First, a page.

Kukla's Korner Hockey
from Scott Cruickshank of the Calgary Herald,
Despite being desperate for points, the Flames wasted Game 50, surrendering a third-period goal, falling 2-1 in Friday’s humdrum affair at the Saddledome.
“Bottom line — with one goal, you’re not going to win many games in this league,” said Mark Giordano. “I don’t know what else to say. We have to create more. We have to score more goals.
“Two goals against is pretty good on most nights.”
Quickly, though, they must hop to their feet, snatch up their hat, swat the dust off their dungarees, and regroup for Saturday’s skirmish against the Canucks in Vancouver.
“That’s a big game, a (Pacific Division) game, against a team we’re trying to catch,” said Dougie Hamilton. “We’ve got to turn the page, learn from this one, and play better.
“Obviously, we’re trying our best to win.”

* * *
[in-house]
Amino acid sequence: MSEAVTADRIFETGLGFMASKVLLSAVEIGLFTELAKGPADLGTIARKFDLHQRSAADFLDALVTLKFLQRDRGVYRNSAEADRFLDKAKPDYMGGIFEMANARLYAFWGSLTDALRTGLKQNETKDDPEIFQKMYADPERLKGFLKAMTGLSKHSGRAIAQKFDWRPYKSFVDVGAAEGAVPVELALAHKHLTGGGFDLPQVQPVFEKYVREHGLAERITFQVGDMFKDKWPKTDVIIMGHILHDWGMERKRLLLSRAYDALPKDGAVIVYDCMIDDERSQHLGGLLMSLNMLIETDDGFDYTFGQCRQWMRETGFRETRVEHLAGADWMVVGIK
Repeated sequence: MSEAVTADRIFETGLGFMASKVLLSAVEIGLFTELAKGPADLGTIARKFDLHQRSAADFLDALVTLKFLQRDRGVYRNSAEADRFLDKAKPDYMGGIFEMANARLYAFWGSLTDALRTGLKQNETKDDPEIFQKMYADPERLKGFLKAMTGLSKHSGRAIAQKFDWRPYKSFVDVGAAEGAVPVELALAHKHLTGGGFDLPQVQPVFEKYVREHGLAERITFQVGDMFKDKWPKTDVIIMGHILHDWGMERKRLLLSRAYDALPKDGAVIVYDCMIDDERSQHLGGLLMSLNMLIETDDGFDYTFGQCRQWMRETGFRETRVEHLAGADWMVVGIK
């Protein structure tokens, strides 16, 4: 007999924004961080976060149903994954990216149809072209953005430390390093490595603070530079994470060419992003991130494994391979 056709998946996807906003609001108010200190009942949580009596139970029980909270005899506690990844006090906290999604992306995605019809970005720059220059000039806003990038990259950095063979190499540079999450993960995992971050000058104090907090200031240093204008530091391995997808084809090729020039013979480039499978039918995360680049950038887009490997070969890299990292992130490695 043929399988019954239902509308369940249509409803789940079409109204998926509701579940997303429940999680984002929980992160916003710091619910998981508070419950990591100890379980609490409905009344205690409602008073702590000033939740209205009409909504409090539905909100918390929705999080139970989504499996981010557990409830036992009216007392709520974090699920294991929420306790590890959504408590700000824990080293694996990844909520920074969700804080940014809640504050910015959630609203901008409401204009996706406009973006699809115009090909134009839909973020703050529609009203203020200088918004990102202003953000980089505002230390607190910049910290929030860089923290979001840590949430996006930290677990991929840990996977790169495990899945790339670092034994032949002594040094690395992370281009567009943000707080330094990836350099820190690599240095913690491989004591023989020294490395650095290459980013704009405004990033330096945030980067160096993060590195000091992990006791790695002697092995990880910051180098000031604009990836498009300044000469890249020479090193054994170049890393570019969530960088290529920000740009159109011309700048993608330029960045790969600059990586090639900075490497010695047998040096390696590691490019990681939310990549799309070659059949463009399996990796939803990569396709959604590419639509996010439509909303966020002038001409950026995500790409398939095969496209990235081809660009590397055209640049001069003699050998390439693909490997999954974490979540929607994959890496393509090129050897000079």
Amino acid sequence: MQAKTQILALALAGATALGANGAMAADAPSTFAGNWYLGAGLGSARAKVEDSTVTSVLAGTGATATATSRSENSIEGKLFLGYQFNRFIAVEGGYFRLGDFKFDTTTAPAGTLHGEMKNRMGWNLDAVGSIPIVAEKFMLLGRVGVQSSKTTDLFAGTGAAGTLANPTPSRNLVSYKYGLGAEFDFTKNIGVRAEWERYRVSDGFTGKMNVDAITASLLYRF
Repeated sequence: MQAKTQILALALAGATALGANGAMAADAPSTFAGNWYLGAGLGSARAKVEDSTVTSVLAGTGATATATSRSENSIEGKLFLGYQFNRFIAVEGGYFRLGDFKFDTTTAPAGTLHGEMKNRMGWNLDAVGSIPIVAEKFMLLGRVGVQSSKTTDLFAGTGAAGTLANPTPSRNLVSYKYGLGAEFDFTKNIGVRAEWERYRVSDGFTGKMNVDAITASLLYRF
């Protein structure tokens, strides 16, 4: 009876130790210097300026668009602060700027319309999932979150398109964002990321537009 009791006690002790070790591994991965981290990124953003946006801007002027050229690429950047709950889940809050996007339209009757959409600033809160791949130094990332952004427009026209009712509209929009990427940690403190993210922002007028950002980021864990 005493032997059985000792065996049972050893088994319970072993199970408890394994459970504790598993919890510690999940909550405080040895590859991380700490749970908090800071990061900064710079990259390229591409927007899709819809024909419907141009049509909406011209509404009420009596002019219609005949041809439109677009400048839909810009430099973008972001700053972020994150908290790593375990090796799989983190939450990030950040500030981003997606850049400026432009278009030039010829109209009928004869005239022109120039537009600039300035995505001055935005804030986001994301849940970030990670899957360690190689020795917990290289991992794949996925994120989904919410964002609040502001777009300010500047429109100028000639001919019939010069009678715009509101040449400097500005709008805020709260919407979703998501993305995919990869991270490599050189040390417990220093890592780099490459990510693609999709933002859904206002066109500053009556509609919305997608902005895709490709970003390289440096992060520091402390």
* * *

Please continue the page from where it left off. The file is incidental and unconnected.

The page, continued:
So we’ve heard.
Below, watch coach Bob Hartley post-game and game highlights rolled into one video...
from Eric Stephens of the OC Register,
Here’s what you need to know about the Ducks’ 5-2 win over the Arizona Coyotes on Friday night:
THE GAME IN 140 CHARACTERS OR FEWER
- Once the second period began, the offense kicked back into high gear and took advantage of a leaky Coyotes defense and shaky Anders Lindback.
QUOTE OF THE NIGHT
“I think Bruce has found a good mix in terms of finding guys to create depth throughout the lineup. I think our team is really hard to defend right now.”
- Ducks winger Andrew Cogliano
STAT OF THE NIGHT
- The Ducks have the NHL’s longest active win streak at six games and they’ve scored 35 goals over their past nine games.
Watch the game highlights below...
Just over two minutes of action from the NHL games played on Friday night.
from Tim Layden of Sports Illustrated,